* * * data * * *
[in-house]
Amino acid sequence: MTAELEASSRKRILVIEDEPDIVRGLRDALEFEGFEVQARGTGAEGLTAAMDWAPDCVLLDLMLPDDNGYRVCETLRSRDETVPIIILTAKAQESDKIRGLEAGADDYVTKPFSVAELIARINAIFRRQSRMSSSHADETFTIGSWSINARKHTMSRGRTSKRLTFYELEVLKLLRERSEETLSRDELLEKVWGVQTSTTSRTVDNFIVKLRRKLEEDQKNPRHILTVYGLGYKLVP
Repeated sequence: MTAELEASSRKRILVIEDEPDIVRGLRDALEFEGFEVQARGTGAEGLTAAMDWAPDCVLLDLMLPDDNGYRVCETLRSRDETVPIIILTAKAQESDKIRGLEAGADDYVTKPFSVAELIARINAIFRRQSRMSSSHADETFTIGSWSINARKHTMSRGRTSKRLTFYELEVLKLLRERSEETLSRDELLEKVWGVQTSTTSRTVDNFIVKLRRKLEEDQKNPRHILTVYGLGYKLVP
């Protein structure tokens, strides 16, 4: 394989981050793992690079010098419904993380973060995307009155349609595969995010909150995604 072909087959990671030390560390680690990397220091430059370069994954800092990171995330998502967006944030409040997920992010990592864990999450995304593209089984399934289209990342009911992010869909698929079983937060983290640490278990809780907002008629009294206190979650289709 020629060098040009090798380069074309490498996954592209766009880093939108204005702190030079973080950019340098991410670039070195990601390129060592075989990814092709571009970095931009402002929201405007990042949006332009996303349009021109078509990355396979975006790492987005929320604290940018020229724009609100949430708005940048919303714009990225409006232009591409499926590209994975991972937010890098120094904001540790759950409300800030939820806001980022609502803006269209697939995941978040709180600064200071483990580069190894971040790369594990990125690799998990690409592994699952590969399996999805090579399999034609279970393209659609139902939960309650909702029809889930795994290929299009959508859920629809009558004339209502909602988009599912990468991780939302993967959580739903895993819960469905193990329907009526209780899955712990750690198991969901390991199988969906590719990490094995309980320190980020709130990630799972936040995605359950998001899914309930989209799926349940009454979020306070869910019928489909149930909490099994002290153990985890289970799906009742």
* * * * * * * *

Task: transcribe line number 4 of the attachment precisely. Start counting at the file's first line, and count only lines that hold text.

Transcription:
């Protein structure tokens, strides 16, 4: 394989981050793992690079010098419904993380973060995307009155349609595969995010909150995604 072909087959990671030390560390680690990397220091430059370069994954800092990171995330998502967006944030409040997920992010990592864990999450995304593209089984399934289209990342009911992010869909698929079983937060983290640490278990809780907002008629009294206190979650289709 020629060098040009090798380069074309490498996954592209766009880093939108204005702190030079973080950019340098991410670039070195990601390129060592075989990814092709571009970095931009402002929201405007990042949006332009996303349009021109078509990355396979975006790492987005929320604290940018020229724009609100949430708005940048919303714009990225409006232009591409499926590209994975991972937010890098120094904001540790759950409300800030939820806001980022609502803006269209697939995941978040709180600064200071483990580069190894971040790369594990990125690799998990690409592994699952590969399996999805090579399999034609279970393209659609139902939960309650909702029809889930795994290929299009959508859920629809009558004339209502909602988009599912990468991780939302993967959580739903895993819960469905193990329907009526209780899955712990750690198991969901390991199988969906590719990490094995309980320190980020709130990630799972936040995605359950998001899914309930989209799926349940009454979020306070869910019928489909149930909490099994002290153990985890289970799906009742």